You can buy leather-bound books for £7 or £700,000. Leather book bindings have been used for centuries because leather is hard-wearing and durable. It is also ideal for luxury editions. Leather book bindings can be plain, brown and protective, or highly decorative and called a fine binding. Thanks to its protective qualities, a leather-bound book can survive for many years.
Examples of different leather bindings
Fine custom leather bindings
Leather-bound books by Easton Press
Leather-bound books by Franklin Library
Leather-bound books by the Folio Society
Leather-bound books by Canterbury Classics
Leather-bound books by Barnes & Noble
A guide to buying leather-bound books
It’s possible to shop for leather-bound books by searching for books issued by specialist publishers.
Easton Press specialises in leather-bound books with mid-range prices. The Franklin Library was a publisher of fine leather editions from the early 1970s until 2000. The Folio Society sometimes publishes leather-bound limited editions.
Canterbury Classics publishes famous titles in leather covers at affordable prices. Barnes & Noble also has an affordable leather-bound classic collection of books in bonded leather, which is a mixture of leftover real and artificial leather combined with a polyurethane binder – bonded leather is also called reconstituted leather or composition leather. Both Canterbury and Barnes & Noble produce colourful leather editions with minimal use of plain brown leather.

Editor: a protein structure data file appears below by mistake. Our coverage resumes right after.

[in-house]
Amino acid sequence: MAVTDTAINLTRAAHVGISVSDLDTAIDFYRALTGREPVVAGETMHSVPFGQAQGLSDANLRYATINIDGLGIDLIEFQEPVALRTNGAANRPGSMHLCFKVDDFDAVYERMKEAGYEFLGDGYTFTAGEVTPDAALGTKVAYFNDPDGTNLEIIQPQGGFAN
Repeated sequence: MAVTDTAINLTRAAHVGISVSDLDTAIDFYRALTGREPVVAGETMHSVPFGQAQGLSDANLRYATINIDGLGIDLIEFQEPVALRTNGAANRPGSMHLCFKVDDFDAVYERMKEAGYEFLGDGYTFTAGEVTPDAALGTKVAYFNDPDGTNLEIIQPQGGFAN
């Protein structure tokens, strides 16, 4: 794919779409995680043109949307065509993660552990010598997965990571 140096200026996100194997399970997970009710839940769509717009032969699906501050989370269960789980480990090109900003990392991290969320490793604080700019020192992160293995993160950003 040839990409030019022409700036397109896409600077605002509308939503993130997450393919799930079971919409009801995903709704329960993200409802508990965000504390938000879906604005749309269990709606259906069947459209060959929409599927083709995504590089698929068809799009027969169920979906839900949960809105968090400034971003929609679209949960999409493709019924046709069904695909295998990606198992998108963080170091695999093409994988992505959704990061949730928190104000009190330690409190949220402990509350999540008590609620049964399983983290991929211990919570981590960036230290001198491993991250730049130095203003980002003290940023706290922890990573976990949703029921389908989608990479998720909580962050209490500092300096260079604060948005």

The most expensive leather-bound books are custom bound by leading bookbinding firms such as Bayntun-Riviere, Sangorski & Sutcliffe, Monastery Hill, or Zaehnsdorf. In these cases, the value of the book is in the binding which can feature elaborate gilt designs or lettering.
To understand rare leather-bound books, we recommend you become familiar with the terms used to describe leather bindings.
Calf is the most common form of leather binding. It has a smooth surface with no identifiable grain. Its natural colour is light brown but it can be treated to give a marbled or polished effect.
Morocco bindings, which can be dyed, are made from goatskin and appeal for their appearance. The name has no geographic meaning and just refers to goatskin.
There is also a white leather binding called Vellum, which was originally made from de-greased calfskin and today is produced from lamb, goat or other skins. Books with Cosway bindings, where a miniature painting is inset into the cover, are often bound in fine leather.
A full leather binding covers the front board, rear board and spine. A quarter leather binding covers the spine. Half leather is where the spine and corners are bound in leather.
The long history of leather-bound books has ensured the existence of countless unique books. Traditionally, wealthy people would purchase a book and then take it to a professional bookbinder to have it bound in leather in their preferred style, or according to their budget. This means that when browsing antiquarian books today, we are presented with a wide variety of fine leather bindings.